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President Joe Biden’s 2023 State of the Union address
WATCH: Biden envisions hundreds of thousands more jobs to rebuild U.S. pride
By Associated Press
Live updates: State of the Union 2023
The state of our union, in 6 charts
By Jenna Cohen, Hannah Grabenstein, Joshua Barajas
By Justin Stabley
By Vladimir Isachenkov, David McHugh, Ken Sweet, Associated Press
The Office of the Comptroller of the Currency says it plans to start from scratch on its regulations involving the Community Reinvestment Act. The agency told banks to effectively ignore the 2020 changes.
By Ken Sweet, Associated Press
Wells Fargo CEO Charles Scharf said that “there is a very limited pool of black talent to recruit from” in corporate America.
Most Americans live in states where marijuana is legally available in some form. But most banks don't want anything to do with money from the cannabis industry for fear it could expose them to legal trouble from the federal government,…
The heads of seven of the largest banks in the U.S. fielded sometimes contentious questions from a House committee Wednesday, some dealing with current risks to the financial system and other focused on more politically charged topics.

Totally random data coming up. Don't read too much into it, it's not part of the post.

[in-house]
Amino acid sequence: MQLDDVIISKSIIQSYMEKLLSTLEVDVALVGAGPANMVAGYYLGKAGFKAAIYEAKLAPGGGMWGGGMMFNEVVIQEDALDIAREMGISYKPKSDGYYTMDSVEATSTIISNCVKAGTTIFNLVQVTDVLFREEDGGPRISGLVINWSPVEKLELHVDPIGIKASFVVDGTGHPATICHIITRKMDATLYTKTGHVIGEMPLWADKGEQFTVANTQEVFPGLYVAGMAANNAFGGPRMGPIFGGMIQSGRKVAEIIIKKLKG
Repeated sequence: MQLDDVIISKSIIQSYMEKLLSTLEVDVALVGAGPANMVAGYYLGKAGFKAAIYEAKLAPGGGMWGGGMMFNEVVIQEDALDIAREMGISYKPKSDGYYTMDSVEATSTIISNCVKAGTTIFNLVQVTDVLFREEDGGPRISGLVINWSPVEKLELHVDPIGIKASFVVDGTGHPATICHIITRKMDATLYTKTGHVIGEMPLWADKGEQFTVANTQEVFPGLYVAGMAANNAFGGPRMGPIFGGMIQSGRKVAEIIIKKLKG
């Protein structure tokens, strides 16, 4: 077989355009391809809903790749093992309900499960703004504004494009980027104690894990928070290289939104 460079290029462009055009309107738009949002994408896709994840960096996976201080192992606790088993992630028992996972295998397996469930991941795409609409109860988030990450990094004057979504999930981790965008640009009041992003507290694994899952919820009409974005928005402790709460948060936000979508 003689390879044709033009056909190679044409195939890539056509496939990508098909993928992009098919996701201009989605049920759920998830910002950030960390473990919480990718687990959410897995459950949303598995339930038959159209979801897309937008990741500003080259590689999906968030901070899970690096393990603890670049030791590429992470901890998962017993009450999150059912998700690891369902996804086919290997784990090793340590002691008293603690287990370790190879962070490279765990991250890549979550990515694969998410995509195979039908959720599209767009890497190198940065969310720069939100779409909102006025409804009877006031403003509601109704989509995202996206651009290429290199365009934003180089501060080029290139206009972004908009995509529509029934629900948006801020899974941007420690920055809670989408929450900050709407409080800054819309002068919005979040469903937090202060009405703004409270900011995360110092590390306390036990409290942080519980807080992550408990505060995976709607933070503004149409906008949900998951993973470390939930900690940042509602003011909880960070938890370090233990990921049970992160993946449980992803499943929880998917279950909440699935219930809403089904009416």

The bank has been under a cloud since 2015 when it acknowledged that employees had opened millions of fake bank accounts for customers in order to meet sales goals.
As a former refugee, Hamse Warfa remembers first-hand being completely excluded from the global economic ecosystem. It's a problem that affects 2.5 billion around the world, but he's now dedicated to ensuring that banking and market systems be inclusive. Warfa…
By Ken Thomas, Associated Press
The repeal means bank customers will still be subject to what are known as mandatory arbitration clauses, which effectively waive the customer's right to sue.
By Kevin Freking, Associated Press
The Senate voted narrowly to repeal a banking rule that would have allowed consumers to join together to sue their bank or credit card company.
By Martin Crutsinger and Paul Wiseman, Associated Press
Global finance leaders on Saturday appealed to central bankers to stick as long as possible with low-interest rate policies that have made borrowing attractive and helped safeguard an improving but still fragile world economic recovery.
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